The latest sign of maturation in the industrial 3D printing sector is a major new venture capital fund. The €100 million fund is the first of its kind dedicated to additive manufacturing (AM) and has emerged with its initial closing today.
While the fund itself is new, it’s been a long road for the entities behind it to get to this point. AM Ventures’ Chief Venture Officer Arno Held and Investment Manager Adrian Maier-Ring shared insights into the vision of the venture capital forces that have come together to create the fund.
Focused AM Investment
Technology, expertise, culture: many aspects of each company come into play when AM Ventures is scouting the next success story. “It’s not just money in, and then pressure and reporting in,” Maier-Ring said: “It’s working together, supporting one another, introducing people, and working on technology levels.”
The idea for AM Ventures was born back in 2014. It grew out of 3D printer manufacturer EOS, and is part of the greater LANGER Group that stands behind EOS Group and SCANLAB Group, all founded three decades ago by Dr. Hans Langer. “We went live with AM Ventures in January 2015, with two people in one office,” Held recalled. “We started looking at startups around the planet, and were surprised with how many there were, many hundreds already.”
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AM Ventures sought to scout, discover, invest in, and foster the growth of 3D printing startups. “Our big statement when we founded the company was that EOS’ job was to grow their slice of the pie; we wanted to grow the whole pie of additive manufacturing with great, disruptive, revolutionary startups,” Held said.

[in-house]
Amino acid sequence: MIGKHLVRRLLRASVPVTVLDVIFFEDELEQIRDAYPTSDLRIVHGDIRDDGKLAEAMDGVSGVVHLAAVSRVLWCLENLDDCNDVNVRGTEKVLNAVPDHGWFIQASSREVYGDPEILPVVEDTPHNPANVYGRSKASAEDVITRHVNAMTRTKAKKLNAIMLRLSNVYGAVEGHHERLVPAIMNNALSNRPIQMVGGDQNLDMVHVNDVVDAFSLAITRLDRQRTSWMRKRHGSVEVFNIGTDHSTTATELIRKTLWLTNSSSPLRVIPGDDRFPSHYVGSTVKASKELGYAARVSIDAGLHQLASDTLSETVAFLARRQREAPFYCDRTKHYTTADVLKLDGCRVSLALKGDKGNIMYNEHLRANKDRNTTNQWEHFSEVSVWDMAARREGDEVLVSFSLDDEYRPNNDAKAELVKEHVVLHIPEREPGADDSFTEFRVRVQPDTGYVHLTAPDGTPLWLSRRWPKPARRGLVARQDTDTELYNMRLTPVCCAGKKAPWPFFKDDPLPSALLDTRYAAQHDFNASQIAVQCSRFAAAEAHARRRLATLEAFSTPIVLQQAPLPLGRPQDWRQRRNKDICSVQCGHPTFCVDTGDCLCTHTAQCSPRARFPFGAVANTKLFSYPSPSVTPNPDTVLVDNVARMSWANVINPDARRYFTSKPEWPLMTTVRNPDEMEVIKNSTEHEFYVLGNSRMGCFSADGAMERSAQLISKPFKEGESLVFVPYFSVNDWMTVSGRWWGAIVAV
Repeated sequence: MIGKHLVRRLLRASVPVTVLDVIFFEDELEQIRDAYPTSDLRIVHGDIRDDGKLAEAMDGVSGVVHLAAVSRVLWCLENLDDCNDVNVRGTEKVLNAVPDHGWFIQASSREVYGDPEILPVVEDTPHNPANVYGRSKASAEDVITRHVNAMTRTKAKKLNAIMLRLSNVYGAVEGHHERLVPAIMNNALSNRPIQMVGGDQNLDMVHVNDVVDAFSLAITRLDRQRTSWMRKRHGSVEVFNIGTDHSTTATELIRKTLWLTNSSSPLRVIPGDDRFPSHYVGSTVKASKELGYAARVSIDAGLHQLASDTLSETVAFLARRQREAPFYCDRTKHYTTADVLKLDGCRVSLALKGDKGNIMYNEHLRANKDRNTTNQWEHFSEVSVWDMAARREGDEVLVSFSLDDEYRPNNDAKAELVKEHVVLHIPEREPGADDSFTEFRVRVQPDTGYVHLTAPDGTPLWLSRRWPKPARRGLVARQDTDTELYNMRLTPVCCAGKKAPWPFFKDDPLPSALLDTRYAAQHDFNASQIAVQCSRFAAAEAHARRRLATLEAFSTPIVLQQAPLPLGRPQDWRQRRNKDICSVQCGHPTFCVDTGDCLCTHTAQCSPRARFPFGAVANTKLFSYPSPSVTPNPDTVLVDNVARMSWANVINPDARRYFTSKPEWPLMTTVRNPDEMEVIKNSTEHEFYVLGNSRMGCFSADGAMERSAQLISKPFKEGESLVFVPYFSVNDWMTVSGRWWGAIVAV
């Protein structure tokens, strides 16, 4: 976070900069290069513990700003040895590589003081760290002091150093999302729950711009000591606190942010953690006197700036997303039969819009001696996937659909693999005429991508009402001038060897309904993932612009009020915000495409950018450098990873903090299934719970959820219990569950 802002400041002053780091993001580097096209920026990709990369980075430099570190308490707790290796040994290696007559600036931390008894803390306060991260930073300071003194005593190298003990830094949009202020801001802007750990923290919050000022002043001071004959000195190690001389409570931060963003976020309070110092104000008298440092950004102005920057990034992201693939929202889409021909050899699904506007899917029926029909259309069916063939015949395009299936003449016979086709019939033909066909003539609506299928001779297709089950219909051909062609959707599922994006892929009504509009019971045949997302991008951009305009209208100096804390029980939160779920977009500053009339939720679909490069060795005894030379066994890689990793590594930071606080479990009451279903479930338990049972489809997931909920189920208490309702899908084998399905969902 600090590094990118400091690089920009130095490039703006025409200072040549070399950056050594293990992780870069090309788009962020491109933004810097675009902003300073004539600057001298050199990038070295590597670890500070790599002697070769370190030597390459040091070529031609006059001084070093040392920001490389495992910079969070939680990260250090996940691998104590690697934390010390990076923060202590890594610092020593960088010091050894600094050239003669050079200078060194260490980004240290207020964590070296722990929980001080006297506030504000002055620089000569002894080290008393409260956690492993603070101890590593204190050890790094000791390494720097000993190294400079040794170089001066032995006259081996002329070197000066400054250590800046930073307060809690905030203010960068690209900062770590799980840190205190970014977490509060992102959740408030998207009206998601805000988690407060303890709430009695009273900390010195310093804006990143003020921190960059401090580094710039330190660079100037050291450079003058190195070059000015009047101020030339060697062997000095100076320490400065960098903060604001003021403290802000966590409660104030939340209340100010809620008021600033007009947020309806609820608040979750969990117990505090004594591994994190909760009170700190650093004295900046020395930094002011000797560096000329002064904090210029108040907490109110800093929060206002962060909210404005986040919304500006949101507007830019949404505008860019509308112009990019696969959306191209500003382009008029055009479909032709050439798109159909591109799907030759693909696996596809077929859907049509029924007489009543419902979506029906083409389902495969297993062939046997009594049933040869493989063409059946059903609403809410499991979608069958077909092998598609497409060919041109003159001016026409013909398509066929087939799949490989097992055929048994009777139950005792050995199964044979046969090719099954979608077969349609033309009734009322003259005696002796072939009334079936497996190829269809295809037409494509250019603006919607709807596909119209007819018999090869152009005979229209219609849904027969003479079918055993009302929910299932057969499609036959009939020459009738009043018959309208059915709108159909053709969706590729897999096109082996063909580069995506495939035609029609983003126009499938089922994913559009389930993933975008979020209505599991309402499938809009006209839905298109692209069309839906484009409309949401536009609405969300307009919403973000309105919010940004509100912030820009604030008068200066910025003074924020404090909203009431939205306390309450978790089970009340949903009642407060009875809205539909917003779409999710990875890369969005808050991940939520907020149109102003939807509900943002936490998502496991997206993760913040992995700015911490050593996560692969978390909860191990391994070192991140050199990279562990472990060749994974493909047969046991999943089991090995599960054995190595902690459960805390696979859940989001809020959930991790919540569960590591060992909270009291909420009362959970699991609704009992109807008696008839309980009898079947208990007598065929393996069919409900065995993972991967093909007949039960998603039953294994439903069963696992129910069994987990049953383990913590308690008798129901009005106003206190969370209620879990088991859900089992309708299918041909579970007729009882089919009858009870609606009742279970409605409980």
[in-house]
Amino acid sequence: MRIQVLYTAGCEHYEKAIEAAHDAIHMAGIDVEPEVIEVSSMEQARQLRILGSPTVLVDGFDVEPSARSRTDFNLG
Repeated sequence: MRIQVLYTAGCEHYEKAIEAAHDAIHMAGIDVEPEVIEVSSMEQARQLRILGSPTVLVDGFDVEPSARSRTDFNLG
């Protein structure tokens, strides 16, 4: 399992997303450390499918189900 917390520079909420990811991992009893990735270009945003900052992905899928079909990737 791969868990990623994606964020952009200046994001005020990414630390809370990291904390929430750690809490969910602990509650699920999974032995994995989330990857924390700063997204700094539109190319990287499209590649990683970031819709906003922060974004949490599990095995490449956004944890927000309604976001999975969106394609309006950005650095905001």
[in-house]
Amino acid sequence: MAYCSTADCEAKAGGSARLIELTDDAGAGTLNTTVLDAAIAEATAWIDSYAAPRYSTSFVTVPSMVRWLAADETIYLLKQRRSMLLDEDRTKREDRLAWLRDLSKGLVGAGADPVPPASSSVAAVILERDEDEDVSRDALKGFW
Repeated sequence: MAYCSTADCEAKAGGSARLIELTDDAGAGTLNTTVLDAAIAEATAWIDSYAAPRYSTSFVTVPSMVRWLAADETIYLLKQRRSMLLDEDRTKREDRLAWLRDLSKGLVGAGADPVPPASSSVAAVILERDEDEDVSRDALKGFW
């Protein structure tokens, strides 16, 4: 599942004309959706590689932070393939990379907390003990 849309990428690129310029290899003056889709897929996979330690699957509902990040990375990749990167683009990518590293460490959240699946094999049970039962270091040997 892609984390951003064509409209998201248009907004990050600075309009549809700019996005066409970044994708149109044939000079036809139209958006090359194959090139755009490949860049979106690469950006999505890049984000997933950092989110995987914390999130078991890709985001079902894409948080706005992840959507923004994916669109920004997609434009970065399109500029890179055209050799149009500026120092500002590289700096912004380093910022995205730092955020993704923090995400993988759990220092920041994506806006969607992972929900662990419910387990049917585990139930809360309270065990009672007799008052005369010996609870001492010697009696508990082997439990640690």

To date, the company has invested in 15 startups based in six countries on three continents in more than two dozen funding rounds. Among these companies is DyeMansion, which “created and is dominating its own technological segment,” Held said, referring to the company’s innovative finishing technologies. On the software side is 3YOURMIND, while US-based LightForce Orthodontics is also a standout “for a small German investor,” as Maier-Ring noted. Investments into industrial 3D printing have continued throughout the pandemic over the last year, and AM Ventures has been at the forefront of many notable funding rounds.
The total focus on this technology suite has led AM Ventures to its unique footing. “We focus on a niche market, on a niche technology, with extensive expertise and a vast network in the background. There are no other AM Ventures out there,” Maier-Ring said. Beyond investment, AM Ventures brings together expertise in what they call their extended “fAMily” — “with a capital ‘AM’,” Maier-Ring was sure to note — and all gathering together in the mountains each (non-pandemic) year.
€100 Million 3D Printing Venture Capital Fund
With the success of AM Ventures’ current portfolio, it’s been clear that investment into industrial 3D printing is a strong business opportunity. Together with LANGER Group, AM Ventures has now joined up with leading European independent investment and asset management company KGAL to form the new fund. As of today, the initial closing brings the fund close to 50% of the targeted commitment. “Besides the LANGER GROUP, KGAL and its shareholders,” the announcement notes, “multiple high net-worth individuals and experienced entrepreneurs have joined the fund as limited partners.”
The expertise of the parties joining together paints a pretty picture of a strengthening support system for seed- and early-stage industrial 3D printing companies. KGAL, which alone has an investment volume of €15B and more than 390 funds launched over its 53-year history, brings significant expertise in financial resources. The newly formed AM Ventures Management GmbH will see leadership from the LANGER Group, Managing Partners Johann Oberhofer and Arno Held, and shareholder KGAL.